Many patients who present to primary care physicians do so with a history of weight loss in the recent past. With rising rates of cancer detection, a new study that recently appeared in The Journal of the American Medical Association deals with the question of whether recent weight loss is linked to an excess of cancer diagnoses during the subsequent 12 months.
Study: Cancer Diagnoses After Recent Weight Loss. Image Credit: 279photo Studio / Shutterstock
Increasing life expectancy in the USA means that one in five deaths nowadays is due to cancer, mostly diagnosed after symptoms set in. Among the common symptoms at presentation is unintentional weight loss, which has been associated with a higher risk of cancer diagnosis during the subsequent few months.
The current study was motivated by the fact that serial weight recordings have not been exploited to yield data on the association of weight loss with cancer and by the need to include all cancer diagnoses in a large group. Intention to lose weight must also be accounted for when attempting to quantify the association with cancer.
The study included females aged at least 40 years within the Nurses’ Health Study, followed up over 38 years, and males from the Health Professionals Follow-Up Study, also aged 40 years or more, monitored for 28 years. All participants were checked for weight change as determined by the weights recorded twice a year.
The researchers stratified weight change by intention to do so, considering changes in physical activity and diet quality. If both changed, high intentionality was attributed, with medium and low intentionality if only one or neither changed.
What did the study show?
The study included over 157,000 participants, with a median age of 62. Over 70% were female, and 95% were White. The follow-up covered a total of 1.64 million person-years (PY). About 5% of newly diagnosed cancer patients lost 10% of their body weight or more during the 12 months before their cancer diagnosis.
During this cumulative period, there were almost 16,000 new cancer diagnoses, at 964 per 100,000 PY. However, the incidence rate increased to 1,300 per 100,000 PY when limited to those diagnosed within 12 months of recent weight change, amounting to more than 10% of body weight. In contrast, among those who did not lose weight within the last 12 months, the incidence of cancer was ~870 per 100,000 PY.
Thus, there was an excess of nearly 500 cases per 100,000 PY among people who had recently lost 10% or more of their body weight.
When categorized by intentionality, those who lost this amount of weight in the last 12 months with low intentionality markers had a cancer incidence of nearly 2,300 per 100,000 PY, but only 1200 per 100,000 PY for those who did not lose weight. That is, there were almost 1,500 more cases of cancer newly diagnosed per 100,000 PY among those who lost weight without meaning to.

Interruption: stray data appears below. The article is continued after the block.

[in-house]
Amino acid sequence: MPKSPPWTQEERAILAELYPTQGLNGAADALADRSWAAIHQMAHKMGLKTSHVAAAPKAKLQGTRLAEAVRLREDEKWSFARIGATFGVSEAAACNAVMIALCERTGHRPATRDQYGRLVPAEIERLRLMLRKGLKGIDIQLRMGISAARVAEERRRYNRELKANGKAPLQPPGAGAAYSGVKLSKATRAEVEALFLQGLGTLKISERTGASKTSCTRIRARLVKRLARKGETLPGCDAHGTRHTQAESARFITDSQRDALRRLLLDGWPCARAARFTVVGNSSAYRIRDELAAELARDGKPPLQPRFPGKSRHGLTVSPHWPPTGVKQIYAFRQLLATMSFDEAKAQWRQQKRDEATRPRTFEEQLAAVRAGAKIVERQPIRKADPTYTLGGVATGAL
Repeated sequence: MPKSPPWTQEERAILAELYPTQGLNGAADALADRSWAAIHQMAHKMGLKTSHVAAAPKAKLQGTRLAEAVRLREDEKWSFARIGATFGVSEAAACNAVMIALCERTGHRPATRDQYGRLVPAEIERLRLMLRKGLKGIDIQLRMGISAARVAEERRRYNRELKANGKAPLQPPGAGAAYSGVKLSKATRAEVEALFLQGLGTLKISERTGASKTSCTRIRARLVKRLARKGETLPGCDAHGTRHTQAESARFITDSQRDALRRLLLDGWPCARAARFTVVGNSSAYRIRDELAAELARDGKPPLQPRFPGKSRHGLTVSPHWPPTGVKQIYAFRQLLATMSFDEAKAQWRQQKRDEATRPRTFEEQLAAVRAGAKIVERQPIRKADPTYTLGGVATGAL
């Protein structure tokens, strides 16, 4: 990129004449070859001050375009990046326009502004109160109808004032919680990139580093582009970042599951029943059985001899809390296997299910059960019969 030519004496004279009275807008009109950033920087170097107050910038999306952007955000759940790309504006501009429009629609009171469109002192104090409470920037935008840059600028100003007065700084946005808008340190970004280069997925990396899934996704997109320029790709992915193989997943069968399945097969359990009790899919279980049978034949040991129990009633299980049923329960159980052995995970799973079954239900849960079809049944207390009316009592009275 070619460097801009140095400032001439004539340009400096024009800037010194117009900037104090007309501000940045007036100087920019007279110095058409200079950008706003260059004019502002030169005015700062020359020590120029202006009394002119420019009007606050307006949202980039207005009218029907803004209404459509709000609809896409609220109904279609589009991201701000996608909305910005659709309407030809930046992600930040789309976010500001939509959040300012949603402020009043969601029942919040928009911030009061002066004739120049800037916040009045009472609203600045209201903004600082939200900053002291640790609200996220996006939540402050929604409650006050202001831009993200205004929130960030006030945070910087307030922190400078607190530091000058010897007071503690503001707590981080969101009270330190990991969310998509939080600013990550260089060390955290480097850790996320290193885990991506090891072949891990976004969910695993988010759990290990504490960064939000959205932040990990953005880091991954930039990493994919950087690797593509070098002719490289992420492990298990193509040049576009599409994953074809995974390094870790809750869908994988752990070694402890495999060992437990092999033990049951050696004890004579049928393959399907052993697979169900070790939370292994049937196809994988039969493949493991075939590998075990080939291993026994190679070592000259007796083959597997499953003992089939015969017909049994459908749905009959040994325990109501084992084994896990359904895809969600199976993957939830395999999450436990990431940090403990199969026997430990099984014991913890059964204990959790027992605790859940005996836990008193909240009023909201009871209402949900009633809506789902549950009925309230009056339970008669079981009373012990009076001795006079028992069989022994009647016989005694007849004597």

Cancers among people who lost weight were most likely to be in the upper gastrointestinal tract, that is, the esophagus, stomach, liver and biliary tract, and pancreas. These comprised 173 per 100,000 PY in the recent weight loss category but only 36 per 100,000 PY among the others. Thus, there was an excess of about 140 cases per 100,000 PY in the weight loss group.
These cancers continued to be identified at a higher rate among those with unintentional weight loss for the next two years.
Other cancers also showed similar patterns, with intergroup differences of 105, 80, and 63 cases per 100,000 PY for lung, blood, and colorectal cancers, respectively. The more the weight loss, the higher the incidence rate rose. There was no significant difference between the sexes or in the presence of other medical conditions.
Cancer incidence was also higher over the next six months among those who lost between 5% and 10% of body weight compared to those who did not lose weight. However, the extent of weight loss was not associated with the stage of cancer.
Weight loss and a history of smoking also predicted a higher cancer incidence rate than weight loss without a smoking history. Among people aged 60 years or more, over 3% of those who lost 10% or more of their body weight unintentionally would be diagnosed with cancer over the next 12 months. This strengthens the earlier recommendation that “individuals aged 60 years or older with unexplained weight loss should undergo evaluation for cancer.”
Important exceptions to this pattern were cancers of the breast, urogenital tract, brain, and melanoma.
What are the implications?
“Health professionals with weight loss within the prior 2 years had a significantly higher risk of cancer during the subsequent 12 months compared with those without recent weight loss.” The most common type was upper gastrointestinal cancer in this group.